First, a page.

NFL scouts have been drooling over Andrew Luck since the end of the 2009 season. The cliché about Luck is that he is a surefire, can't-miss NFL quarterback prospect. He is smart, can make all the throws, doesn't make mistakes, has a rocket arm, is a good leader, has a booming voice and every other possible description of the ideal, video game-esque quarterback.
Even though the aforementioned qualities are enough to assure his position of the #1 pick in next year's NFL draft, some of Andrew Luck's most amazing highlights have nothing to do with the skills that an NFL quarterback needs to possess.
Last year when Shareece Wright of USC recovered a fumble in a 14-14 tie versus Stanford, Wright thought for a second that he was off to the races. About 1.5 seconds later, Andrew Luck flattened Shareece Wright in a play that had the announcers in shock and awe.
Later that season in "The Big Game" vs arch-rival Cal, Luck decided to tuck and run when none of his receivers were available. He eventually forearmed a Cal cornerback who thought he was going to tackle him at midfield. Instead, the Cal defender was knocked on his back and Luck paused for a split second and gave him a stare.
At the end of last season, it appeared that Luck could play linebacker or fullback in case of an emergency. This season versus UCLA, we learned that he could play wide receiver, too. During a play in the first half, Stanford worked an end around to a receiver, who then threw the ball back to Luck for a 15 yard pass. It was overthrown and appeared to be headed out of bounds for an incomplete pass, until Luck stretched with one arm to make the grab.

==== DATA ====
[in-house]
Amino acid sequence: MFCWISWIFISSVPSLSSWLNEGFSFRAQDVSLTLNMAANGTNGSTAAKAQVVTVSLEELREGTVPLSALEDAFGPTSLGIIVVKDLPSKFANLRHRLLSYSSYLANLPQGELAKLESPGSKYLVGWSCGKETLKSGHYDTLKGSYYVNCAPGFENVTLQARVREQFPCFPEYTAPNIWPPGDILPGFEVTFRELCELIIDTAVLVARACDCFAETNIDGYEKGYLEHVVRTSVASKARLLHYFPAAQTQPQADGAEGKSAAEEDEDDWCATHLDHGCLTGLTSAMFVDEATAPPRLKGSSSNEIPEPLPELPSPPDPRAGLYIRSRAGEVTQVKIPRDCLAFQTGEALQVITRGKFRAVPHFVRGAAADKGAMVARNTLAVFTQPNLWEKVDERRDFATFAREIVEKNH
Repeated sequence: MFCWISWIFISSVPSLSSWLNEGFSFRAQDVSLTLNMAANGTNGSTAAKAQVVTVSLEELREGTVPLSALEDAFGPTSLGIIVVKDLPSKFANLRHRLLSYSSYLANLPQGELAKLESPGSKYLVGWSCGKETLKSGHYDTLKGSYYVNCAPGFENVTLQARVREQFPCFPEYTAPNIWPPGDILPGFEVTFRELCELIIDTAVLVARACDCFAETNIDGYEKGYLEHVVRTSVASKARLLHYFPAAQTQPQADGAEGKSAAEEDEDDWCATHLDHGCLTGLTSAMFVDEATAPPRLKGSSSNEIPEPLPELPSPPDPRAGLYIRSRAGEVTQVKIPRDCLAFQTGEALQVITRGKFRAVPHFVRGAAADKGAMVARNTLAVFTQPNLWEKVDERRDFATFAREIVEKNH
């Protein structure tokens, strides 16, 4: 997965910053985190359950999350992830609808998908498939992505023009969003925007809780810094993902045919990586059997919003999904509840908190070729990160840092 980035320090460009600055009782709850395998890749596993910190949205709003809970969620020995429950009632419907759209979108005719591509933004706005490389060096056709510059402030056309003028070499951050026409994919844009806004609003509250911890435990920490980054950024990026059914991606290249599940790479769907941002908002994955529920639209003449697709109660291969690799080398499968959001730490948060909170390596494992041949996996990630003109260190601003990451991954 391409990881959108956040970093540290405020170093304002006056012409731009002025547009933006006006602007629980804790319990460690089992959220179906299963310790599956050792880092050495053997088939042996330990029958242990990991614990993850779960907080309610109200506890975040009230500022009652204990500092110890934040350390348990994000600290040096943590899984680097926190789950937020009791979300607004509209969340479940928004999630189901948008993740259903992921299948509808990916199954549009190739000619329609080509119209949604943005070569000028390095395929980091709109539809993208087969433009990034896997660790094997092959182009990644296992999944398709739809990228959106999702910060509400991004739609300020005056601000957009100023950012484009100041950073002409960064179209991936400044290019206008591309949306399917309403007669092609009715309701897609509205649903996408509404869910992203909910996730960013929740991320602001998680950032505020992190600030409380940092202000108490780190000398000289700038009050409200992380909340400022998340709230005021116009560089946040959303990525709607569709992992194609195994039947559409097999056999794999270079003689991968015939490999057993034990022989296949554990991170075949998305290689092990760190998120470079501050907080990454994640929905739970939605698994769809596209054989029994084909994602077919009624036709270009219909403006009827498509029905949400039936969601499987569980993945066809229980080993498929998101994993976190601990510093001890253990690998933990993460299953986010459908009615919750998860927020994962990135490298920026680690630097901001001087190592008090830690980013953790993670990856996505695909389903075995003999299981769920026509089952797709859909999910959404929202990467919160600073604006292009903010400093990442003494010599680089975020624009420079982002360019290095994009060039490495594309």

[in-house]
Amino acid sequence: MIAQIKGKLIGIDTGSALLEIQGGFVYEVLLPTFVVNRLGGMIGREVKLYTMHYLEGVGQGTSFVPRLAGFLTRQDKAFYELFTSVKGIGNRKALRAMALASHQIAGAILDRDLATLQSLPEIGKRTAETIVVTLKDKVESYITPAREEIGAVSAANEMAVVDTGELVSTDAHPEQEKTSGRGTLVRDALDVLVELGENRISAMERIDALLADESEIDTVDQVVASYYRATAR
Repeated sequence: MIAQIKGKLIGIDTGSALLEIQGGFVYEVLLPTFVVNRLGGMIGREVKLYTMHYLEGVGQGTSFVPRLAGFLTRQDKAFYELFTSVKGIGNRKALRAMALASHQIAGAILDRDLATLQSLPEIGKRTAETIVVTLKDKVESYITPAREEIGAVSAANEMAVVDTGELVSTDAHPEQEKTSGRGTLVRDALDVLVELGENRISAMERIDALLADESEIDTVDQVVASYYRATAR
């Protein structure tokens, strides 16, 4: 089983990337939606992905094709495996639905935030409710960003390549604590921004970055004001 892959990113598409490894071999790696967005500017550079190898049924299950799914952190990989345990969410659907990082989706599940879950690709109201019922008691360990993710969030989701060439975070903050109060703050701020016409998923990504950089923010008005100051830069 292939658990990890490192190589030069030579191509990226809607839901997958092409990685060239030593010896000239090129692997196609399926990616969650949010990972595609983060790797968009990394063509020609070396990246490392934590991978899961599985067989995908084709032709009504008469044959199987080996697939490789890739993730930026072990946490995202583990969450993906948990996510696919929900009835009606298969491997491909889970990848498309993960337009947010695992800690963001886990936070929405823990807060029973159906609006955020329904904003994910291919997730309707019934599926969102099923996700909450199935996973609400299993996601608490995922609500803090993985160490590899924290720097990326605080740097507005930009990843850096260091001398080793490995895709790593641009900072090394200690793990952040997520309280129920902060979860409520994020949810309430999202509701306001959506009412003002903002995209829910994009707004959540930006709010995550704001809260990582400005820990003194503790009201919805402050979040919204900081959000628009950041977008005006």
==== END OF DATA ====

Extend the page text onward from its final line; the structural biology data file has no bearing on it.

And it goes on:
Who knows, maybe Luck will throw a pass to himself one day.
Considering Andrew Luck has been leading every Heisman poll since this past spring, this isn't the boldest of predictions.
Cliff Harris hasn't had much to showboat about in 2011
This may be the boldest prediction of all, but I believe that Cliff Harris is done getting in trouble behind the wheel.
This past summer, he was pulled over driving 118 mph with no driver's license in a rental car. He was suspended for the LSU game and has had limited playing time this season since being reinstated.
The missed games and lack of playing time didn't seem to deter Harris from continuing to drive on his suspended driver's license. He was pulled over again on Monday, October 24 for failure to wear his seatbelt. He was cited for the seatbelt, driving without insurance and driving on a suspended license.
While it is uncertain as to whether Harris will get pulled over again for another traffic violation, it is certain that the pre-season first team All-American has been, as in the words of his coach Chip Kelly, "disappointing" this season.